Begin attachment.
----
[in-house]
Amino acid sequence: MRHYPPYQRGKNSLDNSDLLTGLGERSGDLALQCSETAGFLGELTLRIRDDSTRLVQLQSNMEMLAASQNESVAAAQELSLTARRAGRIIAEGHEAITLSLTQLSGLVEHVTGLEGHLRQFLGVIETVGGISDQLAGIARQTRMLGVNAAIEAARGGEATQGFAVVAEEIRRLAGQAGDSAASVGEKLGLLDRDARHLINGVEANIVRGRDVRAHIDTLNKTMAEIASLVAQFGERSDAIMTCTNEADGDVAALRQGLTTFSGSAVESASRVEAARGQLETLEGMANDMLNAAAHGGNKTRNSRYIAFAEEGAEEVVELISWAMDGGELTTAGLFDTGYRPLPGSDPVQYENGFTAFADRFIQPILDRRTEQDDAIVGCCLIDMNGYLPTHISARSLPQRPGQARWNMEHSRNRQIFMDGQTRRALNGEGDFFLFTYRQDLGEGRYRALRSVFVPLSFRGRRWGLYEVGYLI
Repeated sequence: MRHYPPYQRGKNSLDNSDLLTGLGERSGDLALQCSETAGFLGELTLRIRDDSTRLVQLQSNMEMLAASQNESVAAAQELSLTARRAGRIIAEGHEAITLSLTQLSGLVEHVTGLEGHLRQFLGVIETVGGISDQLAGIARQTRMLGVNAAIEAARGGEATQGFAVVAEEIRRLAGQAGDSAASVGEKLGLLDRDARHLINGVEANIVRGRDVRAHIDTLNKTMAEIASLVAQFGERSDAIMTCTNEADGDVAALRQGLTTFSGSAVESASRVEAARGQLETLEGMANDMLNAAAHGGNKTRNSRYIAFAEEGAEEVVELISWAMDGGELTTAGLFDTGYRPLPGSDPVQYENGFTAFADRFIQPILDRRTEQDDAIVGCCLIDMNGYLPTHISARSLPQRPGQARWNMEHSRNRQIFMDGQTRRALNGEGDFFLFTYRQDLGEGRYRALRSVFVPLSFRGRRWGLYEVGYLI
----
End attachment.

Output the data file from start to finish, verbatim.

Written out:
[in-house]
Amino acid sequence: MRHYPPYQRGKNSLDNSDLLTGLGERSGDLALQCSETAGFLGELTLRIRDDSTRLVQLQSNMEMLAASQNESVAAAQELSLTARRAGRIIAEGHEAITLSLTQLSGLVEHVTGLEGHLRQFLGVIETVGGISDQLAGIARQTRMLGVNAAIEAARGGEATQGFAVVAEEIRRLAGQAGDSAASVGEKLGLLDRDARHLINGVEANIVRGRDVRAHIDTLNKTMAEIASLVAQFGERSDAIMTCTNEADGDVAALRQGLTTFSGSAVESASRVEAARGQLETLEGMANDMLNAAAHGGNKTRNSRYIAFAEEGAEEVVELISWAMDGGELTTAGLFDTGYRPLPGSDPVQYENGFTAFADRFIQPILDRRTEQDDAIVGCCLIDMNGYLPTHISARSLPQRPGQARWNMEHSRNRQIFMDGQTRRALNGEGDFFLFTYRQDLGEGRYRALRSVFVPLSFRGRRWGLYEVGYLI
Repeated sequence: MRHYPPYQRGKNSLDNSDLLTGLGERSGDLALQCSETAGFLGELTLRIRDDSTRLVQLQSNMEMLAASQNESVAAAQELSLTARRAGRIIAEGHEAITLSLTQLSGLVEHVTGLEGHLRQFLGVIETVGGISDQLAGIARQTRMLGVNAAIEAARGGEATQGFAVVAEEIRRLAGQAGDSAASVGEKLGLLDRDARHLINGVEANIVRGRDVRAHIDTLNKTMAEIASLVAQFGERSDAIMTCTNEADGDVAALRQGLTTFSGSAVESASRVEAARGQLETLEGMANDMLNAAAHGGNKTRNSRYIAFAEEGAEEVVELISWAMDGGELTTAGLFDTGYRPLPGSDPVQYENGFTAFADRFIQPILDRRTEQDDAIVGCCLIDMNGYLPTHISARSLPQRPGQARWNMEHSRNRQIFMDGQTRRALNGEGDFFLFTYRQDLGEGRYRALRSVFVPLSFRGRRWGLYEVGYLI